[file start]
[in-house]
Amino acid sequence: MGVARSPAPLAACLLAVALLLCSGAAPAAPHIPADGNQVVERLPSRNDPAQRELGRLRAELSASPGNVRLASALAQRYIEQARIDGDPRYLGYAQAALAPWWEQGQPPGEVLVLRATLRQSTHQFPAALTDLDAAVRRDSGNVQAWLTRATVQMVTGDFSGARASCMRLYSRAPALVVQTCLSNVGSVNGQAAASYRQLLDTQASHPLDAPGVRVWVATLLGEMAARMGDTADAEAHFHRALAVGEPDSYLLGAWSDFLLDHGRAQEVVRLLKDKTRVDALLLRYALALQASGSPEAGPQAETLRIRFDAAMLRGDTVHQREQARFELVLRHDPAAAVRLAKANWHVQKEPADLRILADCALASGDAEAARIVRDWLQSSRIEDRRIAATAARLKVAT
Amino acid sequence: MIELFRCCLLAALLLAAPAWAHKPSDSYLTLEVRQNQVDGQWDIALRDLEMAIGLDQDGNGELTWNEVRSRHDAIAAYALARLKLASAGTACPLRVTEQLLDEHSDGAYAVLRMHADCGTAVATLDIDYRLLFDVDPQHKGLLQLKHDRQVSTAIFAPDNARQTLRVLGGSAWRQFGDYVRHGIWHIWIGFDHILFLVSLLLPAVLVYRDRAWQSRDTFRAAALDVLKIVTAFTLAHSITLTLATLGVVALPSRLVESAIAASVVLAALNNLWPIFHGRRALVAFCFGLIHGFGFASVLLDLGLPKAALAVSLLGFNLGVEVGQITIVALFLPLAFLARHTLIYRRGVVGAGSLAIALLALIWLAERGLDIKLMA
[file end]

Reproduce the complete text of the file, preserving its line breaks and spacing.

[in-house]
Amino acid sequence: MGVARSPAPLAACLLAVALLLCSGAAPAAPHIPADGNQVVERLPSRNDPAQRELGRLRAELSASPGNVRLASALAQRYIEQARIDGDPRYLGYAQAALAPWWEQGQPPGEVLVLRATLRQSTHQFPAALTDLDAAVRRDSGNVQAWLTRATVQMVTGDFSGARASCMRLYSRAPALVVQTCLSNVGSVNGQAAASYRQLLDTQASHPLDAPGVRVWVATLLGEMAARMGDTADAEAHFHRALAVGEPDSYLLGAWSDFLLDHGRAQEVVRLLKDKTRVDALLLRYALALQASGSPEAGPQAETLRIRFDAAMLRGDTVHQREQARFELVLRHDPAAAVRLAKANWHVQKEPADLRILADCALASGDAEAARIVRDWLQSSRIEDRRIAATAARLKVAT
Amino acid sequence: MIELFRCCLLAALLLAAPAWAHKPSDSYLTLEVRQNQVDGQWDIALRDLEMAIGLDQDGNGELTWNEVRSRHDAIAAYALARLKLASAGTACPLRVTEQLLDEHSDGAYAVLRMHADCGTAVATLDIDYRLLFDVDPQHKGLLQLKHDRQVSTAIFAPDNARQTLRVLGGSAWRQFGDYVRHGIWHIWIGFDHILFLVSLLLPAVLVYRDRAWQSRDTFRAAALDVLKIVTAFTLAHSITLTLATLGVVALPSRLVESAIAASVVLAALNNLWPIFHGRRALVAFCFGLIHGFGFASVLLDLGLPKAALAVSLLGFNLGVEVGQITIVALFLPLAFLARHTLIYRRGVVGAGSLAIALLALIWLAERGLDIKLMA